Sep. 29—The Santa Fe County jail has one of the highest vacancy rates for county detention centers in New Mexico, and the problem has only gotten worse in recent months.
According to data presented Wednesday to the state Legislature's Courts, Corrections and Justice Committee, the Santa Fe County jail had a 36.9 percent vacancy rate on May 1, with 75 positions unfilled.
Three months later, the rate of vacant jobs at the jail had risen to 46.8 percent, or 95 unfilled positions.
Santa Fe County spokeswoman Sara Smith said, as of Wednesday, the county jail has 175 positions and a 44.57 percent vacancy rate with 78 unfilled positions.
"Our staff to inmate ratio is at a safe and stable level," Smith wrote. "We reduced our inmate population this year by having the U.S. marshals take back the prisoners we were housing for them on a contractual services agreement."
Santa Fe is far from the only county in New Mexico to be dealing with increasingly high vacancy rates in their detention facilities, according to data presented Wednesday by Grace Philips.
Philips, who serves as general counsel for the New Mexico Association of Counties, told the committed that from May 2021 to May 2022, all of the state's county detention facilities hired for up to 2,325 required staffing positions. On May 31, 2021, 2,267 were filled, according to Philips' data. By May 1, 2022, only 1,372 of these positions were filled.
"We've really seen what I consider to be very concerning, even crisis levels, of understaffing in our jails," Philips said. "To me, you cannot talk about capacity in a detention facility unless you consider how many people you have to run the facility and to run it safely."
Philips told legislators understaffing is a problem across all industries, but it is a key concern when it comes to jails due to the 24/7 nature of operating a detention facility.
She added, some ways in which facilities across the state are trying to alleviate vacancies are raising salaries, increasing benefits and instituting recruitment or referral bonuses.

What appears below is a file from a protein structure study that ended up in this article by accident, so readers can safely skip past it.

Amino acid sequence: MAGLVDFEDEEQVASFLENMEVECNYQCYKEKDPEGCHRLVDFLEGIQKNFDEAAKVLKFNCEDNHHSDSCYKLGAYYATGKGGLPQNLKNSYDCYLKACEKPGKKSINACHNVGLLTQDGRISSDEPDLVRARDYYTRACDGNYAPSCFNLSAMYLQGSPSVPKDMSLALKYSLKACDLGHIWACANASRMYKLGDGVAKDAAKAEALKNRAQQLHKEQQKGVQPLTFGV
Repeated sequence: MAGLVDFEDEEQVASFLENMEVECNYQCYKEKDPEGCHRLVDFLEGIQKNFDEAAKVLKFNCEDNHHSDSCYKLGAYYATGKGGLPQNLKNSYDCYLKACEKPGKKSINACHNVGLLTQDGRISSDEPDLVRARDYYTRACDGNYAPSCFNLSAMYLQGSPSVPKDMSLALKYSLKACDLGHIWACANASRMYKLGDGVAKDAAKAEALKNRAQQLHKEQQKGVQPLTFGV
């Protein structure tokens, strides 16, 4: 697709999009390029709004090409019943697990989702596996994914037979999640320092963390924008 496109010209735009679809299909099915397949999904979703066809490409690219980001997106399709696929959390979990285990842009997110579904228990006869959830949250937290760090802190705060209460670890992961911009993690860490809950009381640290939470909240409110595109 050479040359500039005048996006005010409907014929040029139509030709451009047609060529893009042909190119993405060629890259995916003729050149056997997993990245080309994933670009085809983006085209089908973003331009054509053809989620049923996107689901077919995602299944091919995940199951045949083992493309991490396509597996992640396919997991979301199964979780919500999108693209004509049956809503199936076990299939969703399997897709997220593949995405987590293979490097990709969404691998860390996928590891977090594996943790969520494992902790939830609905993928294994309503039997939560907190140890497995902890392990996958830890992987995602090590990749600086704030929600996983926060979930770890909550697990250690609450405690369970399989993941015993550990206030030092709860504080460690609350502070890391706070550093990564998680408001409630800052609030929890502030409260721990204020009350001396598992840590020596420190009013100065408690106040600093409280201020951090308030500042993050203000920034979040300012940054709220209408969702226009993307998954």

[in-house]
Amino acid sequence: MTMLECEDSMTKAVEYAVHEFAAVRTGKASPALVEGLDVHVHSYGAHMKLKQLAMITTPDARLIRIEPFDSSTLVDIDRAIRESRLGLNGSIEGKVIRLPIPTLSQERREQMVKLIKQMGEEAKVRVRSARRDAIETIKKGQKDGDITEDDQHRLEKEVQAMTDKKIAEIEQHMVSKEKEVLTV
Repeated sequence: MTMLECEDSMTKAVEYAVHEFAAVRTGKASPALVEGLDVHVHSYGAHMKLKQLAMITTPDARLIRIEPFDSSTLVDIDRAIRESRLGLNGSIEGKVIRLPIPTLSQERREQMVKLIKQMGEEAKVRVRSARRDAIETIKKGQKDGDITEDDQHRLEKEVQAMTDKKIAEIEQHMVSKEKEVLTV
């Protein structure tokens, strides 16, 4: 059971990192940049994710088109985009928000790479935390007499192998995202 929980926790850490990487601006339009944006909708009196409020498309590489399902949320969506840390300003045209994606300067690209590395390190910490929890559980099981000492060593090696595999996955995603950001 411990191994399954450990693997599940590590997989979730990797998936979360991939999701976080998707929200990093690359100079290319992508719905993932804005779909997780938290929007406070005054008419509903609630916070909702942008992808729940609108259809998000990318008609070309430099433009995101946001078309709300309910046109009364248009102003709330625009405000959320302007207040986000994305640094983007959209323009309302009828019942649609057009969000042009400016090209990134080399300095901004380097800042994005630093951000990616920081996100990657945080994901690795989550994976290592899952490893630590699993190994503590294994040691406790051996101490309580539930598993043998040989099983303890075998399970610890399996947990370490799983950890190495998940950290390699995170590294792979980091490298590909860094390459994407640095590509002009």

Smith said Santa Fe's Board of County Commissioners approved salary increases for corrections officers in June, raising starting pay from $17.50 to $21.34 an hour after an eight-week academy for someone with no correctional experience. Officers with three years' experience earn a starting pay of $22.34 an hour, while those with five years' experience get up to $23.71, she said.
"These new salaries put our officers near the top in terms of salary in the state at both jails and the state Corrections Department," Smith wrote. "Our HR department continues to actively recruit and fill our vacant positions at the [jail]."
Sen. Joseph Cervantes, D-Las Cruces, co-chairman of the committee, said he asked to discuss issues at county jails because of recent coverage regarding an increase in suicide deaths at the Bernalillo County Metropolitan Detention Center.
"Their staffing for that facility went from an already deplorable [37.8] percent vacancy [rate] to 50 percent vacancy. They're incapable of providing half of what that facility should be capable of providing," Cervantes said. "That should shock us."
Cervantes added without adequate staffing, it should be no surprise inmate deaths have increased at the facility.
"Why are we surprised we're seeing an increase in suicides? There's nobody watching the people. There's no staff there to be watching the people," Cervantes said. "I can't imagine my business operating at half speed and expecting anything but a half-assed response."
The Santa Fe County jail has seen sixth inmate deaths — and one confirmed suicide — from Sept. 1, 2021, to Sept. 5, 2022, according to data provided by the county. Three of those deaths occurred in about a month's span from mid-August to mid-September 2022.
Philips responded by referring to bonuses facilities are offering to maintain staffing. However, Cervantes said it's clear from the data current efforts to alleviate vacancies have not been working.
Cervantes also asked whether accredited detention facilities are required to have a certain level of staffing in New Mexico to operate. While facilities housing adults have no such requirement, Philips said juvenile detention centers are required to have "sufficient staffing."
Cervantes said it may be a good idea to institute a required staffing level requirement for county facilities, although he acknowledged county governments may not look favorably on the suggestion.
"What arguments would be made that we need to have a certain staffing level for juveniles, but not a staffing level for adults? What is different about the protections needed for adults that's not needed for young people?" Cervantes asked.
He said while jails may be incentivized to fix their vacancy rates, it may take the public and the Legislature pushing for set staffing requirements to fix the problem. With low staffing resulting in the closure of wings at some jails, he said as crime is increasing, low staffing may hamper counties' ability to address it.
"We've got a public that I think is clamoring for some response to public safety, and the increase in crime," Cervantes said. "We're seeing an explosion of crime, but we're also shutting down the ability to incarcerate people."